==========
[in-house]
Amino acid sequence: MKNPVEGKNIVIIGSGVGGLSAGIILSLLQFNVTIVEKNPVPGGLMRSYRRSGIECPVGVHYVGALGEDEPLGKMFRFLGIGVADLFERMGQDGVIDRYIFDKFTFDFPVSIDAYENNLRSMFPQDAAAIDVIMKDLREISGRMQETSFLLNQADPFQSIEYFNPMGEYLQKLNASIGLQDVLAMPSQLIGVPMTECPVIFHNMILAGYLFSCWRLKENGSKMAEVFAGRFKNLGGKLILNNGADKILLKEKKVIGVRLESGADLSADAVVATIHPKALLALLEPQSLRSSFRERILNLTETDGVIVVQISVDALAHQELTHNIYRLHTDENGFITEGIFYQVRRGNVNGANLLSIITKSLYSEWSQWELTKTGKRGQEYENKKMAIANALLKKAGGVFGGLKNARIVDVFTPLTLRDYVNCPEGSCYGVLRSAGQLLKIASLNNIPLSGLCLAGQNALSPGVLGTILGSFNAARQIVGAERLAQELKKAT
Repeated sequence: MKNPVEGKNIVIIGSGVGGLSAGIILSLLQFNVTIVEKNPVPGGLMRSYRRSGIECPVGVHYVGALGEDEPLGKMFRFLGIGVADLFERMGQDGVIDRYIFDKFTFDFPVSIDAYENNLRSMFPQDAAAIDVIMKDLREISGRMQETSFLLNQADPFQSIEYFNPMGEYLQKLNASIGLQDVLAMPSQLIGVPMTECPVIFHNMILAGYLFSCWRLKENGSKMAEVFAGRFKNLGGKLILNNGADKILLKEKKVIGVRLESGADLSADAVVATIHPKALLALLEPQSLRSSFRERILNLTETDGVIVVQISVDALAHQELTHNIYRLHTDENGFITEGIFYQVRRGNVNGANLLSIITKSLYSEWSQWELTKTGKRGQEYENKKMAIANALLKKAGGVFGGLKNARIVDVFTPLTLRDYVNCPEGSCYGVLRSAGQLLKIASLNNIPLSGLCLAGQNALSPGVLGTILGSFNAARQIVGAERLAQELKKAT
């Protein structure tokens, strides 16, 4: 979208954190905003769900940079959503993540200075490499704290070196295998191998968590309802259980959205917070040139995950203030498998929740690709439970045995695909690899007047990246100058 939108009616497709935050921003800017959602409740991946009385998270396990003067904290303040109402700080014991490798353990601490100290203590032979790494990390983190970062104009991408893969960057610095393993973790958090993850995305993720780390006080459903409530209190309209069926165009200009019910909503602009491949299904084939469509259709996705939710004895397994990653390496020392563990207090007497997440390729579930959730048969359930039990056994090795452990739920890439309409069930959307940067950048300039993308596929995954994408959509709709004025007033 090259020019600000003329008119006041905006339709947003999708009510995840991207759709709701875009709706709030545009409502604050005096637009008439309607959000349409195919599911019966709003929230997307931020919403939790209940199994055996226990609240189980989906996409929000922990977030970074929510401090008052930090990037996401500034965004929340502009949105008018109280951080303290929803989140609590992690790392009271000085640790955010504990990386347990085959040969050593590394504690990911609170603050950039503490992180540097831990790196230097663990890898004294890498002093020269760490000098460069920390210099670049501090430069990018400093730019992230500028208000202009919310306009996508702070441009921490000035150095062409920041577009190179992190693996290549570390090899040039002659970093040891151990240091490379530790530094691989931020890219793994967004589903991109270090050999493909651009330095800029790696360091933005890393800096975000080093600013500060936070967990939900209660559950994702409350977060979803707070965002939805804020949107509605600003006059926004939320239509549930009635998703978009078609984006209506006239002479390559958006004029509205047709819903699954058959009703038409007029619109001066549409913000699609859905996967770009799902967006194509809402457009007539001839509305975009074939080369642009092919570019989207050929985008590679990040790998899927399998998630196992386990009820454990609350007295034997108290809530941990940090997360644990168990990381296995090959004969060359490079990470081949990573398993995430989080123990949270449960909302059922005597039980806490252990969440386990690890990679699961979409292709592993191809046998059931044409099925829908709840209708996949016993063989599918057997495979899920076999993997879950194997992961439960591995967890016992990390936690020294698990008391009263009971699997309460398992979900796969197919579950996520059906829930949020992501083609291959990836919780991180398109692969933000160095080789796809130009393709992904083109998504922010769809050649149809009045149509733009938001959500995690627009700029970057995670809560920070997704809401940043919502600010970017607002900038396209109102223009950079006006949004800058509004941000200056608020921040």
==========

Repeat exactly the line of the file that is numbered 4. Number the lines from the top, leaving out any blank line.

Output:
């Protein structure tokens, strides 16, 4: 979208954190905003769900940079959503993540200075490499704290070196295998191998968590309802259980959205917070040139995950203030498998929740690709439970045995695909690899007047990246100058 939108009616497709935050921003800017959602409740991946009385998270396990003067904290303040109402700080014991490798353990601490100290203590032979790494990390983190970062104009991408893969960057610095393993973790958090993850995305993720780390006080459903409530209190309209069926165009200009019910909503602009491949299904084939469509259709996705939710004895397994990653390496020392563990207090007497997440390729579930959730048969359930039990056994090795452990739920890439309409069930959307940067950048300039993308596929995954994408959509709709004025007033 090259020019600000003329008119006041905006339709947003999708009510995840991207759709709701875009709706709030545009409502604050005096637009008439309607959000349409195919599911019966709003929230997307931020919403939790209940199994055996226990609240189980989906996409929000922990977030970074929510401090008052930090990037996401500034965004929340502009949105008018109280951080303290929803989140609590992690790392009271000085640790955010504990990386347990085959040969050593590394504690990911609170603050950039503490992180540097831990790196230097663990890898004294890498002093020269760490000098460069920390210099670049501090430069990018400093730019992230500028208000202009919310306009996508702070441009921490000035150095062409920041577009190179992190693996290549570390090899040039002659970093040891151990240091490379530790530094691989931020890219793994967004589903991109270090050999493909651009330095800029790696360091933005890393800096975000080093600013500060936070967990939900209660559950994702409350977060979803707070965002939805804020949107509605600003006059926004939320239509549930009635998703978009078609984006209506006239002479390559958006004029509205047709819903699954058959009703038409007029619109001066549409913000699609859905996967770009799902967006194509809402457009007539001839509305975009074939080369642009092919570019989207050929985008590679990040790998899927399998998630196992386990009820454990609350007295034997108290809530941990940090997360644990168990990381296995090959004969060359490079990470081949990573398993995430989080123990949270449960909302059922005597039980806490252990969440386990690890990679699961979409292709592993191809046998059931044409099925829908709840209708996949016993063989599918057997495979899920076999993997879950194997992961439960591995967890016992990390936690020294698990008391009263009971699997309460398992979900796969197919579950996520059906829930949020992501083609291959990836919780991180398109692969933000160095080789796809130009393709992904083109998504922010769809050649149809009045149509733009938001959500995690627009700029970057995670809560920070997704809401940043919502600010970017607002900038396209109102223009950079006006949004800058509004941000200056608020921040």